Witness in ticket-fixing case denies judge received gifts
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For Monday, the trial started with the testimony of a former PA to former Judge Robert Mulgrew who denied that her boss ever receive gifts, food, money or anything of value in lieu of fixing the violations.

Gloria McNesby, granted immunity from prosecution was a reluctant witness. She served as Mulgrew personal aide from 2008 – 2011.Under direct examination by Asst. U.S. Atty. Anthony Wzorek, she said that she was often bringing requests for consideration to the judge coming from his colleagues. McNesby admitted that she did not tell the truth before the grand jury fearful of the outcome and out of her loyalty for her boss.

It was the same procedure as testimony that was given earlier from Tonya R. Hilton, ex-Judge Singletary’s personal assistant. Under grant of immunity, she testified in the direct examination last week that she was also handed index cards from other Pas and were understood to be requests for traffic violations that would be either dismissed, suspensions be lifted or the violator found not guilty.

McNesby continued that requests came daily, and that Mulgrew explained the process the first time she reported in his office. She said when subpoenaed for the first time, she did not tell the grand jury in 2012 everything of the culture of ticket-fixing that was deeply rooted in the Traffic Court of Philadelphia.

the entire truth about what she knew about the alleged culture of ticket-fixing with the Traffic Court.

When she reported to the office of the judge for the first time, Mulgrew I told her that people would be giving names and she was instructed what to do. The names including the citation number would be submitted to him from the personal aides of judges. He said that these are the name of people that will be given consideration.

Wzorek asked is McNesby was given names and she answered that people would hand her a card with a name that wanted consideration. The requests for consideration came from the Pas of ex-judges Bruno, Lowry, Singletary, Sullivan and Tynes.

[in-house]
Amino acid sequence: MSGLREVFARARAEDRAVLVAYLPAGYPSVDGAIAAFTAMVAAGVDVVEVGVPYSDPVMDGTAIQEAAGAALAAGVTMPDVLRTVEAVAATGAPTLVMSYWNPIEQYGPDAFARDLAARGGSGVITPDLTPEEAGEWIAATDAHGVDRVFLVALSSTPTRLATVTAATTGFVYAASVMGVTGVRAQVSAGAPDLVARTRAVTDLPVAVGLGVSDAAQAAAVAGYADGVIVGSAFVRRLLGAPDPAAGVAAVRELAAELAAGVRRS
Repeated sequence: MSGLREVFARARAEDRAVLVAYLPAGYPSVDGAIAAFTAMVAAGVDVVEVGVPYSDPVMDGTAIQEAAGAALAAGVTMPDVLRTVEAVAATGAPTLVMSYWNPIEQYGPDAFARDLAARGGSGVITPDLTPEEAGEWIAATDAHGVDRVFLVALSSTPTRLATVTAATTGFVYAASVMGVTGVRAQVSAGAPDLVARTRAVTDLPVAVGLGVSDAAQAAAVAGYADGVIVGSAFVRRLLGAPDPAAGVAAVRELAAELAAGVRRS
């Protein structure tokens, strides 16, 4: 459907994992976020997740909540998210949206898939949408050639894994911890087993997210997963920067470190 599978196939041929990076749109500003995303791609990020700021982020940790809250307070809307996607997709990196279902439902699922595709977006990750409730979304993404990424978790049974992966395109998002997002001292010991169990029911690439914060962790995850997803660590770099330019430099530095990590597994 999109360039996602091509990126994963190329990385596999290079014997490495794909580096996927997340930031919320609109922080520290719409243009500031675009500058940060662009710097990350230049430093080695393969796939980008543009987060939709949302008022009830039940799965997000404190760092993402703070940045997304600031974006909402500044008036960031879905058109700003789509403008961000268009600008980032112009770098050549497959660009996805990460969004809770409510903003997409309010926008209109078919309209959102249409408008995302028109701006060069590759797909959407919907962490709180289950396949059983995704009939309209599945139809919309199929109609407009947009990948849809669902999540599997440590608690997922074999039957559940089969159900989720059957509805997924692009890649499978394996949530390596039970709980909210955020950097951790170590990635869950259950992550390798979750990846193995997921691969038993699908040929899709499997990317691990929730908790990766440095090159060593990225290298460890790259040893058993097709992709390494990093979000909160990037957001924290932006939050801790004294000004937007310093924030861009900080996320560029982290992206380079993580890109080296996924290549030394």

Wzorek asked what happened with the cards eventually and the witness said that she was instructed to shred them.

But under cross examination, McNesby testified that former Judge Mulgrew never received money or benefits in exchange for allegedly fixing tickets. Mulgrew’s defense counsel then asked if consideration requests differ from the plea bargains, continuances or other court decisions given daily by Mulgrew in court.

Defense continued that judges these dispositions happened daily and each person was treated by judge fairly and squarely. This was substantiated by McNesby.

Defense lawyer asked if there was any monetary attached to these considerations or concert tickets or a special favor or something beneficial for the Judge. McNesby said that she was not aware of any of these.

Aside from the former judges, there was Robert Moy who was a businessman. Based on investigation made by fed investigators, Moy had been accepting cash from clients in exchange for favorable result of their traffic violations.

Federal prosecutors alleged that the judges made use of their elected positions to control outcome of cases outside the judicial process. Two possible outcomes of the trial: One, the ticket- the case would be dismissed & the violator not found guilty, and two, adjudication given to the violator to lessen the fines and eliminate points assigned to the holder’s driving record.

Multiple counts of charges have been filed against the defendants: (1) abetting; (2) aiding; (3) conspiracy to commit wire &mail fraud; (4) false statements to the FBI; (5) mail fraud; (6) perjury; and (7) wire fraud. The ex-judges all gave a not-guilty plea. More testimonies will be given in forthcoming hearings.

Source: Philly Trib Com



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